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I am struggling to fully understand what is meant by a 'transitive' verb. As far as I have been able to grasp it thus far, a verb is transitive if it needs an object to act on. So in;

"The man ate the food"

'ate' is transitive, because there has to be something that he ate. However if we take;

"The train arrived in London"

'arrived' seems to be often described as intransitive in this context. But why cannot 'London' be seen as the object in this sentence? Afterall, the action of arriving
is being done on the object London, or am I just hopelessly confused about what 'object' means? I can see other contexts wherein 'arrived' appears more clearly intransitive, such as;

"The train arrived ten minutes late"

But I want to be clear about whether "arrives in the station" or "arrives on my desk" can be seen as transitive uses of the verb. It would be much appreciated if someone could kindly clarify this for me.

Thanks.
Comments  
Hi,
the train doesn't do anything to London. It does something "in" London. That's where the fact happens, just the location. The train arrives. Where? In London.

As far as I know, transitive verbs are not followed by prepositions or adverbs that come between the verb and the object. It's just VERB + OBJECT, with no prepositions or adverbs in between.

I ate an apple.
I ate in the kitchen.
I ate too much.
I ate when I arrived home.


Only "an apple" is the object of "ate" used transitively, all the others are used intransitively and followed by adverbs, conjunctions, prepositions introducing an adverbial phrase (I hope it's called that way), etc.

Emotion: smile
Thanks Kooyeen, that has really cleared things up for me. Much appreciated!
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Anonymous"The train arrived in London"
"in London" is an averbial clause.
Anonymouswhy cannot 'London' be seen as the object in this sentence?
Because nothing happens to London! When the man eats the food, he acts upon the food; something happens to the food. London just happens to be the place where the action of arriving took place.
The man ate the food in London doesn't have two objects, for example.
Nor does The man threw the paper into the wastebasket.
Emotion: smile
CJ
then... what if it was "think"

I can use "think" instead of that arrive, but It's same that London doesn't got anything.
I think london.... but think is transitive verb...r
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Anonymousthen... what if it was "think"I can use "think" instead of that arrive, but It's same that London doesn't got anything.I think london.... but think is transitive verb...r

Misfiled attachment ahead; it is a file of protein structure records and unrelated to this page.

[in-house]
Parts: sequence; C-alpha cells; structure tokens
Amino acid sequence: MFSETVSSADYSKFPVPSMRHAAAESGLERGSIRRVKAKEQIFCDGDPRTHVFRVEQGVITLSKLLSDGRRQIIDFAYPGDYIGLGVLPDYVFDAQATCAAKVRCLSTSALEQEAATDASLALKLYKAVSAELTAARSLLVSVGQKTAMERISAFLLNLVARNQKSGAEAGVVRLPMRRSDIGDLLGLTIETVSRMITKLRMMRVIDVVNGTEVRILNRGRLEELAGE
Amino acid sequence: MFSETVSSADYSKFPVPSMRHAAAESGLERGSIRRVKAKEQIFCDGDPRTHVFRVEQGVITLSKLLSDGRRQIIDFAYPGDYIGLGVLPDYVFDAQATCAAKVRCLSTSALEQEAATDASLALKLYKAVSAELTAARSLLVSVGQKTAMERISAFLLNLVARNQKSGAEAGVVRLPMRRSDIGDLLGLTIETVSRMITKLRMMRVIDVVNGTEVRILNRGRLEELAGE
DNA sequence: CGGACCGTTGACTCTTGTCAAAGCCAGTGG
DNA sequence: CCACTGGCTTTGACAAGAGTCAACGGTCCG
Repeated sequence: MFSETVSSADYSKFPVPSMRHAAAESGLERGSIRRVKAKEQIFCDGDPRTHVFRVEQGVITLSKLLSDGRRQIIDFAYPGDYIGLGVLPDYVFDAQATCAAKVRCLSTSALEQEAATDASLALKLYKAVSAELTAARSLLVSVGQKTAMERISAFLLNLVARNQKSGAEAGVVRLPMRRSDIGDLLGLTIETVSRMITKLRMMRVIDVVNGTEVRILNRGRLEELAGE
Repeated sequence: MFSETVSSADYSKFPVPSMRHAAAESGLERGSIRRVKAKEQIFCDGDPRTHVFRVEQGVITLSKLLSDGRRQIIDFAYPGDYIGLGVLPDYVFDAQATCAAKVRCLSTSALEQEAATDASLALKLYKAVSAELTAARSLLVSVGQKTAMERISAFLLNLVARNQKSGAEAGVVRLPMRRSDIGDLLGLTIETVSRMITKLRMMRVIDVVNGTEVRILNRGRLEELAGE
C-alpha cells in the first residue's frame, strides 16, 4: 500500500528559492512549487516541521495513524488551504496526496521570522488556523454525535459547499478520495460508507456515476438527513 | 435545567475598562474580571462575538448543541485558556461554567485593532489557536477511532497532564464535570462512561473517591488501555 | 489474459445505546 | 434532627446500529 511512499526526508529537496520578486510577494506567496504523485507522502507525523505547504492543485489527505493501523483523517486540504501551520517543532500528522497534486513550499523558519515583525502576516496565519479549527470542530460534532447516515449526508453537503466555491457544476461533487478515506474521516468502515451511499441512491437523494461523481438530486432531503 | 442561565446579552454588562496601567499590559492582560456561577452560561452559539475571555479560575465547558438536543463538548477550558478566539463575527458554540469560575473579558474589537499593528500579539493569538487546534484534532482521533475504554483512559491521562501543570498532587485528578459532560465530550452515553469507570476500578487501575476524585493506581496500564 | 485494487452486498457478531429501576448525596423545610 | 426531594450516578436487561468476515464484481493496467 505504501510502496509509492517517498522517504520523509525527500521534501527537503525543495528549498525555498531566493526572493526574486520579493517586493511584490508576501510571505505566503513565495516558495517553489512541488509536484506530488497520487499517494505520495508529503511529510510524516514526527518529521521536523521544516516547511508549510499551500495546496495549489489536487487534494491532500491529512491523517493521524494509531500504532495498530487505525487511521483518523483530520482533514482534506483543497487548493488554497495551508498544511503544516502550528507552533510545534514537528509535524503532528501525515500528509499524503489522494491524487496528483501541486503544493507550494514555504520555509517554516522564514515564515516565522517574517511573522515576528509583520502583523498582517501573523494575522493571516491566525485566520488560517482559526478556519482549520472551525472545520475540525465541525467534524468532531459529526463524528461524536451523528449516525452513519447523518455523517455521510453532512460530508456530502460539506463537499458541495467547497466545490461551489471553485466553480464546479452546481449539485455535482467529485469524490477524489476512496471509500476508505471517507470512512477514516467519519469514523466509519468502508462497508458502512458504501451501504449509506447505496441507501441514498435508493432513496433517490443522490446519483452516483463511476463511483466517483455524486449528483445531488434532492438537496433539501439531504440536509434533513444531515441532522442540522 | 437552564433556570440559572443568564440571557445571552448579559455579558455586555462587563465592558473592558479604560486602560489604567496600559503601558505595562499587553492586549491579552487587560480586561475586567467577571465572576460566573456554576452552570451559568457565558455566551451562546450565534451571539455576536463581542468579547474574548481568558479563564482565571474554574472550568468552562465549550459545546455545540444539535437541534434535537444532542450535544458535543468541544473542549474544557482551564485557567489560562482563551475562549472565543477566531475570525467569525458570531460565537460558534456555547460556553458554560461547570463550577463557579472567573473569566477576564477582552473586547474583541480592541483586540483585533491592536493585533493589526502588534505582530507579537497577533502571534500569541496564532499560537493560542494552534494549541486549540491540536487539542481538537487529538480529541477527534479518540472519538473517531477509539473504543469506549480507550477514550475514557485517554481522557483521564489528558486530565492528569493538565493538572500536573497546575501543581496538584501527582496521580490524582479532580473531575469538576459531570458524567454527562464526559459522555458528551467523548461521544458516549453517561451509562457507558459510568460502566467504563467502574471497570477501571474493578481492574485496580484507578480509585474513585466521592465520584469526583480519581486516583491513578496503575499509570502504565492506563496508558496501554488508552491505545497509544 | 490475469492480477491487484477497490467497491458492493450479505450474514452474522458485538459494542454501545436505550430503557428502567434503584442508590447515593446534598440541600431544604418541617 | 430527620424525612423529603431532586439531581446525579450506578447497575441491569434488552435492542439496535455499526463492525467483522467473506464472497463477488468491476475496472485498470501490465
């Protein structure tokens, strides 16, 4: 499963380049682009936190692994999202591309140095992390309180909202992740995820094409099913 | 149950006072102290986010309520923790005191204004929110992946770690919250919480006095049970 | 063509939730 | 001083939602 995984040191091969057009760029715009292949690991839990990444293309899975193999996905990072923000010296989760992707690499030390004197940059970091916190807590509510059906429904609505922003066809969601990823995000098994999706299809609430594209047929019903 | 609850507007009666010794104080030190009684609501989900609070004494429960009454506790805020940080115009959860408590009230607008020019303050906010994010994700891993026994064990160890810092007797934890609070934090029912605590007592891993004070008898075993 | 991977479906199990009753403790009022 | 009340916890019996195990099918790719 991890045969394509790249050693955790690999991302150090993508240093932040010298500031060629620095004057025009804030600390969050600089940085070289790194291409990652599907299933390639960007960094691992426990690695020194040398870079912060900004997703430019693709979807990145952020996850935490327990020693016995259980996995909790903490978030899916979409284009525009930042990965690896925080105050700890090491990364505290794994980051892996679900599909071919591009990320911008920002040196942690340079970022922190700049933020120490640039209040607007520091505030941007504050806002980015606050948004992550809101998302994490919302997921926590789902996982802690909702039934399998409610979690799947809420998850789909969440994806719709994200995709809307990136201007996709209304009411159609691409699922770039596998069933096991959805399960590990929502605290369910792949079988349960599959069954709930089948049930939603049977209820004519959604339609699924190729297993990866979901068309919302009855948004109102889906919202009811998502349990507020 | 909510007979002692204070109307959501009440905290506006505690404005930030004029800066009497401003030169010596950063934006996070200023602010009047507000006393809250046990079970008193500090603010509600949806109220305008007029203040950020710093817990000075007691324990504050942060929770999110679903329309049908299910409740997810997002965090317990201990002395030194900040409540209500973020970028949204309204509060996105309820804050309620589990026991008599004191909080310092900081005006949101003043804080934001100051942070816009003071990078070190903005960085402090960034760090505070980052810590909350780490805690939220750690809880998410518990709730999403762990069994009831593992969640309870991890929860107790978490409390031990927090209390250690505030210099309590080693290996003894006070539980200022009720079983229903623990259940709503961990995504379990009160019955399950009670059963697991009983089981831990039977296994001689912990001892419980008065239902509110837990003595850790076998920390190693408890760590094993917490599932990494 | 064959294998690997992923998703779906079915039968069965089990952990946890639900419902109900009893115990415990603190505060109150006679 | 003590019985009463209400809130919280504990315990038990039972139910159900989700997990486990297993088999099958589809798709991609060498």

Are you sure that is the question you want to ask? Using think instead of arrive doesn't make sense.

The train arrives in London.

Using "think" instead of "arrive":

The train thinks in London.

What is that supposed to mean?
______________________

think does not have to be transitive. You can just think.
I was thinking.
I was thinking in London.

But it can be transitive, as when you specify the thought.

I thought that he had locked the car.

CJ
CalifJim
Anonymousthen... what if it was "think"I can use "think" instead of that arrive, but It's same that London doesn't got anything.I think london....  but think is transitive verb...r
Are you sure that is the question you want to ask?  Using think instead of arrive doesn't make sense.The train arrives in London.Using "think" instead of "arrive":The train thinks in London.What is that supposed to mean?________________________think does not have to be transitive.  You can just think.  I was thinking.  I was thinking in London.But it can be transitive, as when you specify the thought.I thought that he had locked the car.CJ
Wait, are you saying that if a verb is followed by a subordinate clause, then it's transitive? I've never realized that.
Eugene Leoare you saying that if a verb is followed by a subordinate clause, then it's transitive? I've never realized that.
Yes, but only if it's the right kind of subordinate clause! It has to be a content clause, usually with that or implied that, though whether and if (and maybe a few others) are also possible.

What did you say? (You said what?)

I said (that) the house should be painted.
The boss never said whether the window trim should be painted as well.

(The whole underlined part is the content of what was said, so it's the object. If you have an object, you have a transitive.)

The same holds for constructions like believe (that), know (that), decide (that), fear (that), hope (that), and on and on.

A temporal clause (when, before, after, etc.) won't work, nor will clauses with unless, because, although, etc. These can't be objects of verbs.

CJ
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